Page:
Felipe Pantone is an Argentinian-born artist, active in the fields of kinetic art, installations, graffiti and design. His style is characterized by the use of bold colors, geometrical patterns and Op Art elements. Straddling conventional graffiti, typography and abstraction, his work fuses bold elements of graphic design with highly evolved geometric shapes to create an ultra-modern aesthetic which complements and reacts with the stark modernity of our cityscapes.
Although he was born in Buenos Aires in Argentina, Felipe Pantone moved to Spain with his family in early childhood years. There, in a small town in the southeast of Spain, Pantone discovered graffiti and painted his first piece at the age of 12. After this initial contact, the artist was drawn into the "art sphere" and hasn’t stopped making art ever since. Felipe spent a year in England studying art, but soon found the courses pointless and abandoned it, determined to explore art through practice and personal journey. Years later, Pantone settled in the city of Valencia, where he played a role in the foundation of the notorious D.O.C.S team, famous for their interesting experiments with the letters and symbols. At the same time, Felipe kept developing his unique avant-garde graffiti style, which led him to become a member of the legendary European crew Ultra Boyz. Pantone listed artists such as José María Yturralde, Frédéric Platéus, Herb Lubalin, Sozyone Gonzalez, Steven Powers, and Demsky as his great influences.
Although mostly based in Valencia, Pantone’s street work enabled him to travel the world – his painted walls are now visible in Tokyo, London, Osaka, Paris and other major cities. Merging conventional graffiti, typography and abstract elements, his work fuses basics of graphic design with highly progressed geometrical shapes, thus creating a modern and futuristic aesthetic. Pantone draws his influences on modern-day concerns of the digital age and fast and never-ending development of technology, in which way he is discovering a new visual language in which to communicate. All this elements create a recurrent leitmotif in Felipe’s compositions, forming an immersive viewing experience capturing his unique view of the world today. His body of work, which spans from graffiti to kinetic art, is characterized by strong contrasts, vivid acid colors, unique glossy style and visual effects. The use of mixed medium and varied techniques enables Pantone to make a strong impact on the viewer. Felipe often uses gradients, unstructured graphics and shadows, blending geometric black and white shapes overlaid with neon, with metallic colors that bursts off the painted walls. The neon-colored creations are text based, highlighted with a constant use of shiny white and strong neon paints, challenging both motion and perspective. His graffiti recall the 1980s atmosphere - bright colored typography, Synth pop music, and SMPTE color bars on the TV.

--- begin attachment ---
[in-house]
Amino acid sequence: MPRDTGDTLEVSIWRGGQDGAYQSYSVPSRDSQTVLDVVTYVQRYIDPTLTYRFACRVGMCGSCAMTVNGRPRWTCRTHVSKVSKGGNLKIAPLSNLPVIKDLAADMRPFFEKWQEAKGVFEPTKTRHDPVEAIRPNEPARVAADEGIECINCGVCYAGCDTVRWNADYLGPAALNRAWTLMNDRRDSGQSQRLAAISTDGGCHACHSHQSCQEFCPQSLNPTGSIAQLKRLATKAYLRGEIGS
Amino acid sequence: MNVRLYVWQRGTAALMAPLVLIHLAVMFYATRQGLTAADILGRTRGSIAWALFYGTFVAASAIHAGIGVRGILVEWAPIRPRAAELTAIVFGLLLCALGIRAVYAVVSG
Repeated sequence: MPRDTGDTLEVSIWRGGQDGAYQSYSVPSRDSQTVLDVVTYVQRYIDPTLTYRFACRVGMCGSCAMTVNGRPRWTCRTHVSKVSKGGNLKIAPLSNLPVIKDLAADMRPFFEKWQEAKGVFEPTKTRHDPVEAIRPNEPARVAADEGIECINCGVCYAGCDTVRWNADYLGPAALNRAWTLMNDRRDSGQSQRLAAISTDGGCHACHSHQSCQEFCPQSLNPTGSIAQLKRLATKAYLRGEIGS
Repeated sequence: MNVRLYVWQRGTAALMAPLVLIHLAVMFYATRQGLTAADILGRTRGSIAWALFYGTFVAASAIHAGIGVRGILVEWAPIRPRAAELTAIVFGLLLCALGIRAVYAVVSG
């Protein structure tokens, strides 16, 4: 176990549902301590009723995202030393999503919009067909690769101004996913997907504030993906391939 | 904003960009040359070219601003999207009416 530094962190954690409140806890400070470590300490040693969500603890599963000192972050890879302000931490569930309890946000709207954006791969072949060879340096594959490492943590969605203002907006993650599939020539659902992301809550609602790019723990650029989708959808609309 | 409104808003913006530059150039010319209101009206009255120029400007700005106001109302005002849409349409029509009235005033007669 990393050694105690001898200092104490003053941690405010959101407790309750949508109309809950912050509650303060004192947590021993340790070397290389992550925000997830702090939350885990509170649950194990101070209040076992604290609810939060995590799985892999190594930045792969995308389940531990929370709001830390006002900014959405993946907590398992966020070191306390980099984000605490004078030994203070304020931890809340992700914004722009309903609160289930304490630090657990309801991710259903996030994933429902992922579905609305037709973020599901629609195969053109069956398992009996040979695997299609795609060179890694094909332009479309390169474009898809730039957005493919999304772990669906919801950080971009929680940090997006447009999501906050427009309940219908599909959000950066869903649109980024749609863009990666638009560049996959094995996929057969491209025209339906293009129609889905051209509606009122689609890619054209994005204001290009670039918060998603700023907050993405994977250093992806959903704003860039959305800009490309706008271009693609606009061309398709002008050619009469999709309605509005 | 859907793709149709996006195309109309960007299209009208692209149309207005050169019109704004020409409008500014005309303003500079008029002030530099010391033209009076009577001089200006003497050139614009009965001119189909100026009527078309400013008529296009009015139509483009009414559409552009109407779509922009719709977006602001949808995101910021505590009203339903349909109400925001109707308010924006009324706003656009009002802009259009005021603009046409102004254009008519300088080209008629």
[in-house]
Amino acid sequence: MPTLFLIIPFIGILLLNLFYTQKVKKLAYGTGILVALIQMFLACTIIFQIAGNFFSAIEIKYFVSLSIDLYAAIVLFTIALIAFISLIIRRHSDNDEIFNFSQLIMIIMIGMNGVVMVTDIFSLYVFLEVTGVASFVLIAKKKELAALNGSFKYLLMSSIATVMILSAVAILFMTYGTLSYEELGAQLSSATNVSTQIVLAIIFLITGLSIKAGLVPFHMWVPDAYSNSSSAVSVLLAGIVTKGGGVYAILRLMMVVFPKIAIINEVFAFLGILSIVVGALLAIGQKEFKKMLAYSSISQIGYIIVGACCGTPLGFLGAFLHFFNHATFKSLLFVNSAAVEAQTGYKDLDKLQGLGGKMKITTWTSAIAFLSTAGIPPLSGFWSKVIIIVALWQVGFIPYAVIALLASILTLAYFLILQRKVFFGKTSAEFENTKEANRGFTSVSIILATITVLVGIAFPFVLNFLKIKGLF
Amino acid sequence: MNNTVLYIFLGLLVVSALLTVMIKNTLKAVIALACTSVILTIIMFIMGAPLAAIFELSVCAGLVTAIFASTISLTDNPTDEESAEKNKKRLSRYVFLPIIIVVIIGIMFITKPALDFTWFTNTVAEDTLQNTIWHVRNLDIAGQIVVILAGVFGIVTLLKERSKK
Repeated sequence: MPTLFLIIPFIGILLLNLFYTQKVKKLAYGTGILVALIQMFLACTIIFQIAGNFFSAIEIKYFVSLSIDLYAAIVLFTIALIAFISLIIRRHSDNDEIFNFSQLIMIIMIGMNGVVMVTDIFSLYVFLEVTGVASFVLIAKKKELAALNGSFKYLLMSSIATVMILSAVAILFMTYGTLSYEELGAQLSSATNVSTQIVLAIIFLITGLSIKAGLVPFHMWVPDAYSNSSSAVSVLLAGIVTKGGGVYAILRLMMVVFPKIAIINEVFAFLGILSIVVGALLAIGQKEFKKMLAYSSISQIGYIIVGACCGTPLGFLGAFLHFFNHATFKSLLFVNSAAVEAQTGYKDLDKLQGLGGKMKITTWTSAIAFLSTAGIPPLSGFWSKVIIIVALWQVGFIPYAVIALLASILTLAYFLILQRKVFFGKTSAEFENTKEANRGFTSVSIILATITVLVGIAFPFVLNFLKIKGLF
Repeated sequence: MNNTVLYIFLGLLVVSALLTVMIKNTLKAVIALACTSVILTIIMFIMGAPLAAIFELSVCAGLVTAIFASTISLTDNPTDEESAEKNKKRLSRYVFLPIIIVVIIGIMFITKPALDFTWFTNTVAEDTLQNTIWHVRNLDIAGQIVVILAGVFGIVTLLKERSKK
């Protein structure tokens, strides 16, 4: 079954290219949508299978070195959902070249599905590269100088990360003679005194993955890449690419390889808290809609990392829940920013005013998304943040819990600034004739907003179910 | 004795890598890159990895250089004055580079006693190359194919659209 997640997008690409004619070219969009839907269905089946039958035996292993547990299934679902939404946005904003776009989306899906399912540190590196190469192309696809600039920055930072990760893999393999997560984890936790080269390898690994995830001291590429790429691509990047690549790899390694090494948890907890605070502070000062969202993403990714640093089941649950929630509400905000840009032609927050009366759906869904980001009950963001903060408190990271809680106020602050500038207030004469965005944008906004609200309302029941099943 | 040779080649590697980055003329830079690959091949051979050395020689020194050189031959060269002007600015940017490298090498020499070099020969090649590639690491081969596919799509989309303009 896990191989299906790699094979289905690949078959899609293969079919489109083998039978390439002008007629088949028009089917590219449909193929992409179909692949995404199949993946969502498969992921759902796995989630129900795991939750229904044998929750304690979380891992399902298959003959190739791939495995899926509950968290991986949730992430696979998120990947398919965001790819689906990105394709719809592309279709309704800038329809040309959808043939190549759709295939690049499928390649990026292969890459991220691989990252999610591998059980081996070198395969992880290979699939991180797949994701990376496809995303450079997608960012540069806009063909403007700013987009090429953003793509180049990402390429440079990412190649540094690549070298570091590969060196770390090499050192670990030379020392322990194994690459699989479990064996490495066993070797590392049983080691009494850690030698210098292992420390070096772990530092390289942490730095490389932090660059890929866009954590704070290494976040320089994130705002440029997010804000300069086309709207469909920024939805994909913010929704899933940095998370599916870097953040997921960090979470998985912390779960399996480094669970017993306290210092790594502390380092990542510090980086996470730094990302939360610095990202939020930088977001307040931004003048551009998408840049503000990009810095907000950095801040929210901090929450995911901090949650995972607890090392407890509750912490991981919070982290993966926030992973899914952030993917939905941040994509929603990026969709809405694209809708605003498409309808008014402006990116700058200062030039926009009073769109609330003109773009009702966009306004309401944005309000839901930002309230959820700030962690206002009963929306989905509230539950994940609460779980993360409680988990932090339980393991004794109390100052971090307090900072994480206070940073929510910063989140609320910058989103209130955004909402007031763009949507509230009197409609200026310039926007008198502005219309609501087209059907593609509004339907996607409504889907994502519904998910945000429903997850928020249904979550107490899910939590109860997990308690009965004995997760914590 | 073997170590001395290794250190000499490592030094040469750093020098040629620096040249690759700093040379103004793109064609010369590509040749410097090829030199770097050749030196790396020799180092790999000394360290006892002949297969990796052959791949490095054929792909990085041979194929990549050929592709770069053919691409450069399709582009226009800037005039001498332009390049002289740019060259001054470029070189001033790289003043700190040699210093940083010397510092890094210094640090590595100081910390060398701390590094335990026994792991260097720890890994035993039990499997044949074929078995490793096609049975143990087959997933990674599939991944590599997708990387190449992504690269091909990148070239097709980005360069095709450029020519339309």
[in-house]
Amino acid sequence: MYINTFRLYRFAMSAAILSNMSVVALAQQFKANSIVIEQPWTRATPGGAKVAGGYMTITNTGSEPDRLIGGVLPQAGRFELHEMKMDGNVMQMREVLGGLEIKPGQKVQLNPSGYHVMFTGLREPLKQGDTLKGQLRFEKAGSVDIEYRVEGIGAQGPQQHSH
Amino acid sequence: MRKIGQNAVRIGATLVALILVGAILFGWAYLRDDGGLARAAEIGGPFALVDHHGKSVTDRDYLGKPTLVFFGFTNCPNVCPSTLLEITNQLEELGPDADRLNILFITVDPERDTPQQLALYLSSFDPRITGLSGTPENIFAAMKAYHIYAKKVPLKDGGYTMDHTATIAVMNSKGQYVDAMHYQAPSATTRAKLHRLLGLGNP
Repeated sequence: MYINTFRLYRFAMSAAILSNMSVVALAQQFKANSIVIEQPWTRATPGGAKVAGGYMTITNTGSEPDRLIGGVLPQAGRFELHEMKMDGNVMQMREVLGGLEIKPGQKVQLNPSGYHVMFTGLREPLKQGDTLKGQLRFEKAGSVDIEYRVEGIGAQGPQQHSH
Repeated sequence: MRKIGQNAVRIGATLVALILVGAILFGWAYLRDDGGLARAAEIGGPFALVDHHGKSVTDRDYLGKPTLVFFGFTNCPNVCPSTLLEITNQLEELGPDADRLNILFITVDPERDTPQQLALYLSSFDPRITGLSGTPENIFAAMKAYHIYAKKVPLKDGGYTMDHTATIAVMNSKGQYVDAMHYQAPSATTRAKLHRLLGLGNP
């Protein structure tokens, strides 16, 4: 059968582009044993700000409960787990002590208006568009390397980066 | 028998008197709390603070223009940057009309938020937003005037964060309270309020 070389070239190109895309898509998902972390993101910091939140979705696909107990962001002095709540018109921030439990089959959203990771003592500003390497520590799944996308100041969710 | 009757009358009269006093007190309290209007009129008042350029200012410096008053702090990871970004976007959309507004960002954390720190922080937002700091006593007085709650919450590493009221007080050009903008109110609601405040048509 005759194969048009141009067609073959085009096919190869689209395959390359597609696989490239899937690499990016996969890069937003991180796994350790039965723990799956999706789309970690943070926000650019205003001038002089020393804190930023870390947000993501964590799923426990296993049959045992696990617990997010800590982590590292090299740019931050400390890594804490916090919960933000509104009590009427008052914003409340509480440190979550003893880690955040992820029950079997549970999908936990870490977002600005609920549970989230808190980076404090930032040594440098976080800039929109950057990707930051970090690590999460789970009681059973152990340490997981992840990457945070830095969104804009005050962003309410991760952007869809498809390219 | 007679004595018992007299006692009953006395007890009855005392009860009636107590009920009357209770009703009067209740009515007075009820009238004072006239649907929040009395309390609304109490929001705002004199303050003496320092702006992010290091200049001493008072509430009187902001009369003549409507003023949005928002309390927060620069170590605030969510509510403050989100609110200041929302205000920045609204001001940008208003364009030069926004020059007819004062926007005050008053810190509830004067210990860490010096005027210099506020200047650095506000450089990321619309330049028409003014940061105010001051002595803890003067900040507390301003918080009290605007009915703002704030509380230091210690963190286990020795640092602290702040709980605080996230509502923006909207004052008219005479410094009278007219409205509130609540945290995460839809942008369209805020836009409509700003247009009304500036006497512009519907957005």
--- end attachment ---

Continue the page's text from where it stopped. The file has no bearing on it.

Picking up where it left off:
Pantone’s debut exhibition in Tokyo, Japan at Studio55, featured his work inspired by the idea of perpetuum mobile – the motion of a hypothetical machine which, once activated, would run forever. This age-old quest for the secret of perpetual motion inspired Pantone’s sculptural installations, works on paper, wall paintings and mixed media works shown at the exhibition. As far as his gallery works, such as painting series entitled Cromadinamica and Opticromia, it is visible that his prominent style has unwavering dynamism and illusion of depth even when set upon the surface of a canvas.
Although a general idea behind this body of work reflects on themes of change, movement and the perpetual motion of the world, it also references artist’s personal experiences with his artistic journey – love towards graffiti and the initial pulse of action that has remained inside Pantone since his very first contact with the street art.
Featured Image: Felipe Pantone - Portrait by Selina Miles - Photo Credits Selina Miles
All Images Photo Credits Felipe Pantone